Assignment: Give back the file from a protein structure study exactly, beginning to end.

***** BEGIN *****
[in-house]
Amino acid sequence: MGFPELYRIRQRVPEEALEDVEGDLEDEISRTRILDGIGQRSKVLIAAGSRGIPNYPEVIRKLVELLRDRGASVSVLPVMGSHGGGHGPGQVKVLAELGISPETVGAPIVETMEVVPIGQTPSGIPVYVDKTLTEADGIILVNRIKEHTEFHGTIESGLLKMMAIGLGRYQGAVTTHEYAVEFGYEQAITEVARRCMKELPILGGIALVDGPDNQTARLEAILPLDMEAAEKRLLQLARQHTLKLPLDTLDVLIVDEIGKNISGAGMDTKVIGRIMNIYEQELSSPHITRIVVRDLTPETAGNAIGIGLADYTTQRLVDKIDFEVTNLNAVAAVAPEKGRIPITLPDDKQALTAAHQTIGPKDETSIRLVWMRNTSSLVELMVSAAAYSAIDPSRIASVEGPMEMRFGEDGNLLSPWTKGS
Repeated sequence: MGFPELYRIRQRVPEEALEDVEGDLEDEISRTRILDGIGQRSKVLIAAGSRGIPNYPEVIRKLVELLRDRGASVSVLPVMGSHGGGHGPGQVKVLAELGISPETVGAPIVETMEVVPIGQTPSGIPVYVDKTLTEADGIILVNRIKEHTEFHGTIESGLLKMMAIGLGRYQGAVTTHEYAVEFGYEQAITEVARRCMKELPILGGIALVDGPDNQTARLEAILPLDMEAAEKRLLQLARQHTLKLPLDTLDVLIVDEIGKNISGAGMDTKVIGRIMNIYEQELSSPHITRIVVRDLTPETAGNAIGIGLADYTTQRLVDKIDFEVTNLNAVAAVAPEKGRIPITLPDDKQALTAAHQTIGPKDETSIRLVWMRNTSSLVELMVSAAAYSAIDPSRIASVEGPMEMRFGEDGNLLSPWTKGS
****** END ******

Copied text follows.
[in-house]
Amino acid sequence: MGFPELYRIRQRVPEEALEDVEGDLEDEISRTRILDGIGQRSKVLIAAGSRGIPNYPEVIRKLVELLRDRGASVSVLPVMGSHGGGHGPGQVKVLAELGISPETVGAPIVETMEVVPIGQTPSGIPVYVDKTLTEADGIILVNRIKEHTEFHGTIESGLLKMMAIGLGRYQGAVTTHEYAVEFGYEQAITEVARRCMKELPILGGIALVDGPDNQTARLEAILPLDMEAAEKRLLQLARQHTLKLPLDTLDVLIVDEIGKNISGAGMDTKVIGRIMNIYEQELSSPHITRIVVRDLTPETAGNAIGIGLADYTTQRLVDKIDFEVTNLNAVAAVAPEKGRIPITLPDDKQALTAAHQTIGPKDETSIRLVWMRNTSSLVELMVSAAAYSAIDPSRIASVEGPMEMRFGEDGNLLSPWTKGS
Repeated sequence: MGFPELYRIRQRVPEEALEDVEGDLEDEISRTRILDGIGQRSKVLIAAGSRGIPNYPEVIRKLVELLRDRGASVSVLPVMGSHGGGHGPGQVKVLAELGISPETVGAPIVETMEVVPIGQTPSGIPVYVDKTLTEADGIILVNRIKEHTEFHGTIESGLLKMMAIGLGRYQGAVTTHEYAVEFGYEQAITEVARRCMKELPILGGIALVDGPDNQTARLEAILPLDMEAAEKRLLQLARQHTLKLPLDTLDVLIVDEIGKNISGAGMDTKVIGRIMNIYEQELSSPHITRIVVRDLTPETAGNAIGIGLADYTTQRLVDKIDFEVTNLNAVAAVAPEKGRIPITLPDDKQALTAAHQTIGPKDETSIRLVWMRNTSSLVELMVSAAAYSAIDPSRIASVEGPMEMRFGEDGNLLSPWTKGS